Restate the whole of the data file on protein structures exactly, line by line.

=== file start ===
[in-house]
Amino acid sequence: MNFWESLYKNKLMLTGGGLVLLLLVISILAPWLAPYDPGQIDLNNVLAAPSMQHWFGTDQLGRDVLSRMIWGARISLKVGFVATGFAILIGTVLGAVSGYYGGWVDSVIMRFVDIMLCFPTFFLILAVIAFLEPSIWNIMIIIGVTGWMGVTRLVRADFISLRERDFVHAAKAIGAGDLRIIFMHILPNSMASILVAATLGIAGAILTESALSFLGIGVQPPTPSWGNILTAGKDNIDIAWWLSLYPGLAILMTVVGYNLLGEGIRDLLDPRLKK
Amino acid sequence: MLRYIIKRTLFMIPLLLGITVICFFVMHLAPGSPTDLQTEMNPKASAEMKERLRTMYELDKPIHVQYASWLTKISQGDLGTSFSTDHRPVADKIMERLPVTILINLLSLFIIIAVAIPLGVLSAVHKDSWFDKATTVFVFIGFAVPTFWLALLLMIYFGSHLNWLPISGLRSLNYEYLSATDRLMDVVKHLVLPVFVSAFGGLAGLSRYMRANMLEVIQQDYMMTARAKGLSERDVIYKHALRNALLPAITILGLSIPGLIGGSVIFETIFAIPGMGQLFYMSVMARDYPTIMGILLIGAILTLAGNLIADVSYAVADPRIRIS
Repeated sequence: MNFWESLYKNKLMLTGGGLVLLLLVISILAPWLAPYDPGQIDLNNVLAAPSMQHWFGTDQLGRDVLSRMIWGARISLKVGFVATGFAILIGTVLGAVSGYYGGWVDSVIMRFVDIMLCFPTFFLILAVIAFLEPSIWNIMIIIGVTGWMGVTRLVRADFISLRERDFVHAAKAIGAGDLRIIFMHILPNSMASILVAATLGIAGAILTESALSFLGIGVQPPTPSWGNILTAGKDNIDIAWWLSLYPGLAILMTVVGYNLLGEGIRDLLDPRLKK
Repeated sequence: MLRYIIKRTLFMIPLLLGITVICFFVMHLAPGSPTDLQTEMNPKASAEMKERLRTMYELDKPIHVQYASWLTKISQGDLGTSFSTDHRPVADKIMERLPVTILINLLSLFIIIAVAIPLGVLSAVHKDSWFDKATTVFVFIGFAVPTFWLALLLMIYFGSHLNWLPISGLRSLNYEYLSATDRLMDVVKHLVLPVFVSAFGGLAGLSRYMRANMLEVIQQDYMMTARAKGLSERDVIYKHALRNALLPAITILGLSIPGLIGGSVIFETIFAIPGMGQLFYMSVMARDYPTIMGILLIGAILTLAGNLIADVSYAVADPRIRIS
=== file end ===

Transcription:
[in-house]
Amino acid sequence: MNFWESLYKNKLMLTGGGLVLLLLVISILAPWLAPYDPGQIDLNNVLAAPSMQHWFGTDQLGRDVLSRMIWGARISLKVGFVATGFAILIGTVLGAVSGYYGGWVDSVIMRFVDIMLCFPTFFLILAVIAFLEPSIWNIMIIIGVTGWMGVTRLVRADFISLRERDFVHAAKAIGAGDLRIIFMHILPNSMASILVAATLGIAGAILTESALSFLGIGVQPPTPSWGNILTAGKDNIDIAWWLSLYPGLAILMTVVGYNLLGEGIRDLLDPRLKK
Amino acid sequence: MLRYIIKRTLFMIPLLLGITVICFFVMHLAPGSPTDLQTEMNPKASAEMKERLRTMYELDKPIHVQYASWLTKISQGDLGTSFSTDHRPVADKIMERLPVTILINLLSLFIIIAVAIPLGVLSAVHKDSWFDKATTVFVFIGFAVPTFWLALLLMIYFGSHLNWLPISGLRSLNYEYLSATDRLMDVVKHLVLPVFVSAFGGLAGLSRYMRANMLEVIQQDYMMTARAKGLSERDVIYKHALRNALLPAITILGLSIPGLIGGSVIFETIFAIPGMGQLFYMSVMARDYPTIMGILLIGAILTLAGNLIADVSYAVADPRIRIS
Repeated sequence: MNFWESLYKNKLMLTGGGLVLLLLVISILAPWLAPYDPGQIDLNNVLAAPSMQHWFGTDQLGRDVLSRMIWGARISLKVGFVATGFAILIGTVLGAVSGYYGGWVDSVIMRFVDIMLCFPTFFLILAVIAFLEPSIWNIMIIIGVTGWMGVTRLVRADFISLRERDFVHAAKAIGAGDLRIIFMHILPNSMASILVAATLGIAGAILTESALSFLGIGVQPPTPSWGNILTAGKDNIDIAWWLSLYPGLAILMTVVGYNLLGEGIRDLLDPRLKK
Repeated sequence: MLRYIIKRTLFMIPLLLGITVICFFVMHLAPGSPTDLQTEMNPKASAEMKERLRTMYELDKPIHVQYASWLTKISQGDLGTSFSTDHRPVADKIMERLPVTILINLLSLFIIIAVAIPLGVLSAVHKDSWFDKATTVFVFIGFAVPTFWLALLLMIYFGSHLNWLPISGLRSLNYEYLSATDRLMDVVKHLVLPVFVSAFGGLAGLSRYMRANMLEVIQQDYMMTARAKGLSERDVIYKHALRNALLPAITILGLSIPGLIGGSVIFETIFAIPGMGQLFYMSVMARDYPTIMGILLIGAILTLAGNLIADVSYAVADPRIRIS